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Innovation - A new world for banking or A new bank for the world?

The word innovate was first recorded in 1540.
Somewhat surprising, to hear people banging on about it like it’s a revolution. What does innovation mean? And is innovation really ‘a new world for banking’ or should it be ‘a new bank for the world?’ Are fancy interfaces an imperative or is there a bigger picture that bears far more valuable fruit?

Innovation has existed for decades and is the essence behind the world we live in today. There is a lot to discuss when considering how financial institutions need to ‘innovate’ in order to attract and retain customers.  It should not be taken for granted the leaps forward we have witnessed so far and how the banking industry has transformed to date. Last Christmas, I attended an event and listened to the head of the British Bankers Association speak about how the focus for 2017 was to continue to increase the availability of banking services to everyone. It’s very easy to forget that even in the UK not everyone has access to basic banking facilities and whilst we’re worrying about facial recognition on our apps, The World’s Bank states that 2 Billion people still do not have a bank account – that’s around 30% of the global population!

Financial inclusion is key to reducing poverty and banks not only have a responsibility, but this untapped market is a golden source. If banks can make transactions more efficient, offer secure and transparent savings facilities and digitise more of their services, then they not only become more attractive, but they become more accessible. India is home to some 21% of the worlds unbanked population and China 12%. These countries have the logistics, but the disparities are too wide – in 2017 this should not be the case.

So, what is ‘innovation’ and what do we really need from it? For me, it’s about striving to be better. Whether that be reflected on the balance sheet or in your reputation I think by helping conquer some of the world’s issues you can nail both objectives.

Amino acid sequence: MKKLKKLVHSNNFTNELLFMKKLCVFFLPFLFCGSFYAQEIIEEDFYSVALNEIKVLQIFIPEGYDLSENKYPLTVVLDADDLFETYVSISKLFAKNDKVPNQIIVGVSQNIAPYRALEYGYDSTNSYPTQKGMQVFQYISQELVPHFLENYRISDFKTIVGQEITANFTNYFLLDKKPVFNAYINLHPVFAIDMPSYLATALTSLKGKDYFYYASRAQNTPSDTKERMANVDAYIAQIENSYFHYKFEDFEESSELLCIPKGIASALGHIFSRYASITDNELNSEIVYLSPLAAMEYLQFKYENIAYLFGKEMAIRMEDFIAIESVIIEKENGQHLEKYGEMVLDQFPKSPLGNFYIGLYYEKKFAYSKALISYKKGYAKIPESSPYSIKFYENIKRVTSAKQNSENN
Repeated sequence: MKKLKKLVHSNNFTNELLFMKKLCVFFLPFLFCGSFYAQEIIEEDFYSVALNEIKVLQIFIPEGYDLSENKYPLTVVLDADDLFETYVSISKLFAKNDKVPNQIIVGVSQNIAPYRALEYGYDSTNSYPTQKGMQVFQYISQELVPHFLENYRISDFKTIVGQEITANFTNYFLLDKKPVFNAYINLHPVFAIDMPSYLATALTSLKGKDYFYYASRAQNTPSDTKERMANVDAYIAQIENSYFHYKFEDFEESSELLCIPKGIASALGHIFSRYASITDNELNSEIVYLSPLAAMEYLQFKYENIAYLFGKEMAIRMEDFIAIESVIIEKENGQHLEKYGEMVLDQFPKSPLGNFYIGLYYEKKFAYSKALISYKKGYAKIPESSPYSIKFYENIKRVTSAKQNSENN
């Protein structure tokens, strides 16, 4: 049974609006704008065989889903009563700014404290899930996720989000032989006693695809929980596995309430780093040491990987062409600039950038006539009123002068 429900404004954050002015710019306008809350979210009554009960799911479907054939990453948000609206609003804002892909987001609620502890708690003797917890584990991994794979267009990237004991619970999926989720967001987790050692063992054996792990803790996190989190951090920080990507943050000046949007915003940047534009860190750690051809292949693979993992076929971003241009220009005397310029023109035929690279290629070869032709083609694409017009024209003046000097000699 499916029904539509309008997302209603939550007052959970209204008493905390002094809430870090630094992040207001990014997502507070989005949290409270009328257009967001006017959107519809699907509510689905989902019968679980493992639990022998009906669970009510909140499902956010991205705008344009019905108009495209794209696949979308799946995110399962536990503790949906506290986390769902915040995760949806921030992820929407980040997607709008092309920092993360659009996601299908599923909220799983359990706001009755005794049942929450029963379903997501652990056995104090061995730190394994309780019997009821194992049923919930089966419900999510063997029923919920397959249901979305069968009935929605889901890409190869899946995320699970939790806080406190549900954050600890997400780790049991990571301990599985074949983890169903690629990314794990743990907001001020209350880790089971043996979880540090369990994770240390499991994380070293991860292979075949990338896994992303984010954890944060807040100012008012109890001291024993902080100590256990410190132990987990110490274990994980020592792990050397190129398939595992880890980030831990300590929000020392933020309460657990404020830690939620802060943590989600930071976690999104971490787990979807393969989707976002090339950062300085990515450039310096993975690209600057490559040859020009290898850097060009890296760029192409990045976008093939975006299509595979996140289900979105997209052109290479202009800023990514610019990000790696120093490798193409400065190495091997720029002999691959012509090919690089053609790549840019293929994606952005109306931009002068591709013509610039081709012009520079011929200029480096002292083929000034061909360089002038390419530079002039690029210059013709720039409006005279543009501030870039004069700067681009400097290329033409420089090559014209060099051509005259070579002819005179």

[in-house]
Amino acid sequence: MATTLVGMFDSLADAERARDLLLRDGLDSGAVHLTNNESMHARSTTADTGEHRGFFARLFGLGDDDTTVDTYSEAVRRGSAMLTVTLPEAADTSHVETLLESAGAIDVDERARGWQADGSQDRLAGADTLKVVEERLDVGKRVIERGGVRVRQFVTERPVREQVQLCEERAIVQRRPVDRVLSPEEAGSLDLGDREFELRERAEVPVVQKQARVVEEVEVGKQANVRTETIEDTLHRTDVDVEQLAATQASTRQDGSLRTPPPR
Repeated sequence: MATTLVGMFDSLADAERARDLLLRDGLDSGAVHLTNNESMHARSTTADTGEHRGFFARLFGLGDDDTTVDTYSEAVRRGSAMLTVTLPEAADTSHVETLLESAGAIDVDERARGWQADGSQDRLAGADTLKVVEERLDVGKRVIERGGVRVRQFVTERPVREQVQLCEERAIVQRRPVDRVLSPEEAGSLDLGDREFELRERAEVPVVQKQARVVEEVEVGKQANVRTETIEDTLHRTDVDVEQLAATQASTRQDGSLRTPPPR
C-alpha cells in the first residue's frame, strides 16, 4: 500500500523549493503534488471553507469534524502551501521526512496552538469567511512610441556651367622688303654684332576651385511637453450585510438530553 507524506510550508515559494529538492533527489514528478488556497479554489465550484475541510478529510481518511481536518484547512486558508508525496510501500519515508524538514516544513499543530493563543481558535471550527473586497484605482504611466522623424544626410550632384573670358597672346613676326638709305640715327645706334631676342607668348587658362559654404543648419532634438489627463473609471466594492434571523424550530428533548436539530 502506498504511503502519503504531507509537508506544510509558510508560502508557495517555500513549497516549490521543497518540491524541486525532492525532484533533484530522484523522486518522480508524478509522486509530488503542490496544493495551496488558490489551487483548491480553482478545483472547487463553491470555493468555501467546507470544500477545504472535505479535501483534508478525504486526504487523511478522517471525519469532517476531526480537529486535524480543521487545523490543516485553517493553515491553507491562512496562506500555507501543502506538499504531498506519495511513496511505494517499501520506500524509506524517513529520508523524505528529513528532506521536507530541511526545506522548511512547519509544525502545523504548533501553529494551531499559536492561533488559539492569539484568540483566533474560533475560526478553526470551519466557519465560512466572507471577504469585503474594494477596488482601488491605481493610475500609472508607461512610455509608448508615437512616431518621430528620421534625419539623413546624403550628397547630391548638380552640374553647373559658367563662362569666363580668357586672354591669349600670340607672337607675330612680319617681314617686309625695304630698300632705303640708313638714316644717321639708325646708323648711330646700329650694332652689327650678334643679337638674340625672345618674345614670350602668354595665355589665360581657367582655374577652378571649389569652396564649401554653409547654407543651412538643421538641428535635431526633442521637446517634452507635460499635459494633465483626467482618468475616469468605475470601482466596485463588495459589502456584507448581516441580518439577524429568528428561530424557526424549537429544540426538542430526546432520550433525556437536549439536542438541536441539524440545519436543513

The well-known ‘World’s Local Bank’ appears to be on this path and whilst yes, we all we want the latest gadgets, how many of us have the time or patience to implement them into our everyday lives? Do we in our city suits, with our iPhones glued to our palms actually realise that some people are scared of banks, they don’t trust them, and we need to not only give them digital access, but they need support and education to allow them to live in our world.

It would be ignorant to think that just the banks can solve the problem of getting everyone globally to have a bank account but it’s certainly a goal which has far reaping advantages. There are numerous factors, most importantly culture but even by onboarding 5% of the unbanked we start to gain a more accurate picture of the world’s economy.

Innovation encompasses every aspect of trying to improve something and nobody should get left behind. 



Comments: (1)

João Bohner
João Bohner - Independent Consultant - Carapicuiba 02 November, 2017, 20:50Be the first to give this comment the thumbs up 0 likes


Yes, "there a bigger picture that bears far more valuable fruit".

And it must be reflected on the balance sheet!

See an impressive excerpt of Brett King's blog - 14 August 2013 - on Finextra:

"Despite a bigger IT spend than any other industry sector, the revenue or profits generated per employee are telling.

Bank of America, JP Morgan Chase, Wells Fargo and Citi between them employee 1.051 Million people to deliver that $51Bn in profitability, or roughly $48,517 per employee.

Google, Apple Computer, Microsoft and Oracle have between them 341,777 employees that delivered $85.2Bn in profitability in 2012, or roughly $249,285 per employee.

More than five times the margin than their FI equivalents!".

IT costs per user per year in USD (From banking-reloaded, Linkedin, 2013):

Google: 3.4
Facebook: 3.8
eBay: 7.4
Tier1/2 Bank 200.0

There is ONLY one way to drop that cost 30/40fold to allow banking service to un/underbanked people:

It is processing of the financial business in a 'Corporate way' - Single Source of Knowledge - rather than processing by 'Lines-of-business'- Silos and DWs.

This approach drastically streamlines processes and eliminates silos and DWs, providing a single source of knowledge for all of the Corporation's business.

It is not to 'think-out-of-the-box' but it is to forget the 'box'.

Stacey Small

Stacey Small

Business Development

The Glue

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10 Nov 2016


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This post is from a series of posts in the group:

Financial Inclusion

The financial services industry has much to contribute to the UN and World Bank goal of full financial inclusion by 2020. This group will focus on industry contributions, ideas, barriers and enablers.

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